My daughter, Annarose, posted this on Facebook a few days before Christmas and I asked to share it with you. She is a deep thinking, eighteen-year-old with wisdom beyond her years, born of suffering as a sister of kids from “hard places” and later through the loss of Kalkidan. I love this girl beyond words. She leaves tonight, co- leading a team of students to Nicaragua through the University of Idaho.
•Christmas 2012, my Sophomore year: little sister is hospitalized in the psych ward over the holiday.
•Christmas 2013: little sister is living in residential treatment, 362 miles from home.
•Christmas 2014: Best Christmas of my life. Two days later, my little sister dies in a car accident.
Life comes apart.
•Christmas 2015: Our first Christmas without her. Beautiful & Hard.
•This Christmas: My lovely friend Mamta is in a car accident and goes to be with the Lord. Grief twofold.
Christmas is complicated.
This time of year is so beautiful and festive. It’s overflowing with love and joy. But it also carries so much pain. I look at the shimmering tree and think of the moment I knew… my sister wasn’t going to be okay. I followed my siblings up the stairs, past the glittering lights, to where we would be told she was no more. We would stay there a long time, crying out in agony.
I dance in the snow, sifting delicate flakes between my fingers and think of the moments I spent out on the rope swing, tilting back until the white world and white heavens blended together and I felt like I didn’t exist anymore. That would be less painful, to not exist.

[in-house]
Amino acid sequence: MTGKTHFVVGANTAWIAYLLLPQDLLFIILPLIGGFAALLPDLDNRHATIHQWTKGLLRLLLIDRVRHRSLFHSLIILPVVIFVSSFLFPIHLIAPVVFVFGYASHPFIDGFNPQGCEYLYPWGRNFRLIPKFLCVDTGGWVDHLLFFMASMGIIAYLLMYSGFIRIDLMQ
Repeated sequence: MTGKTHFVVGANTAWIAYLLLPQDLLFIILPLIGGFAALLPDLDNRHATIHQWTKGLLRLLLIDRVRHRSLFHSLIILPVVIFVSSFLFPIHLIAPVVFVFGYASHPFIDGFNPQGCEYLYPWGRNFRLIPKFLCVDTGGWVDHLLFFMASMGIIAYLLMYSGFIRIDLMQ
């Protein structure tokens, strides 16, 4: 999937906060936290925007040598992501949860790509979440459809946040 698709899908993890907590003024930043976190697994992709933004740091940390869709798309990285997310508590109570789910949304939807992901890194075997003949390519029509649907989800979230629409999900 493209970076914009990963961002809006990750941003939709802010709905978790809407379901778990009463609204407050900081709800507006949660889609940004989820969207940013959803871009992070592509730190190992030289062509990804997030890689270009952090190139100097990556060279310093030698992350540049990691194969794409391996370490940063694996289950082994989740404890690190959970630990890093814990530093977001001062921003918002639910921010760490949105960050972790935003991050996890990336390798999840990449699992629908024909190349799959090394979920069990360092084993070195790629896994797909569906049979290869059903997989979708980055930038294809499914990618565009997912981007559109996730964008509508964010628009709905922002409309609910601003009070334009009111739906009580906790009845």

I plug in the sparkling white lights that drape my room and am carried back to the long nights where I couldn’t sleep and instead hunched over my guitar, making up songs about this strange reality I now lived in.
I help carry the gorgeous evergreen up to the house. Soon it will grace our living room with its glorious presence. But when I look at it, I can’t help seeing our tree from two years ago, carelessly tossed out by the fence as we hurried to take down all the Christmas decorations before my parents got home from the hospital. It was just too painful to have Christmas anymore.
I feel numb this year. Where did the joy go? Where did the old me go?
When Mamta went to be with Jesus on Thursday, all I wanted to do was worship. All I wanted was to crawl into my Dad’s arms and be comforted by His presence. It was the same with Kalkidan.
This season, I’ve been feeling sad and confused at my lack of energy and excitement for the holiday. The magic is gone. I’ve been trying to force it, making myself sit down to plan Christmas cookies as if it’s a chore, trying to conjure inorganic delight in myself. I feel broken.
Last night, I was reminded that the Christmas spirit, holiday vibes, fun, traditions — that’s not what this is about. It’s not all about smiles and cheer. Christmas is about us being lost in a deep, dark brokenness and a God who loves us so much, He wrapped himself in human flesh and was born to a couple of outcast teenagers in a cave in order to come alongside us.
It’s about a Savior who yearns deeply for us and rescues us from this darkness. I don’t have to clean myself up or paste on fake smiles. This is exactly what Christ came for.
He came for me. He came for you.
He came to wash us clean and fill the world with light again, pushing this great big darkness back until it has nowhere to flee.
My heart may hurt, my eyes may be filled with tears, I may feel weak and numb this Christmas. But I know that in my profound brokenness, I am LOVED by a God bigger than all of this.
He is stronger. He is enough. He is my comfort.
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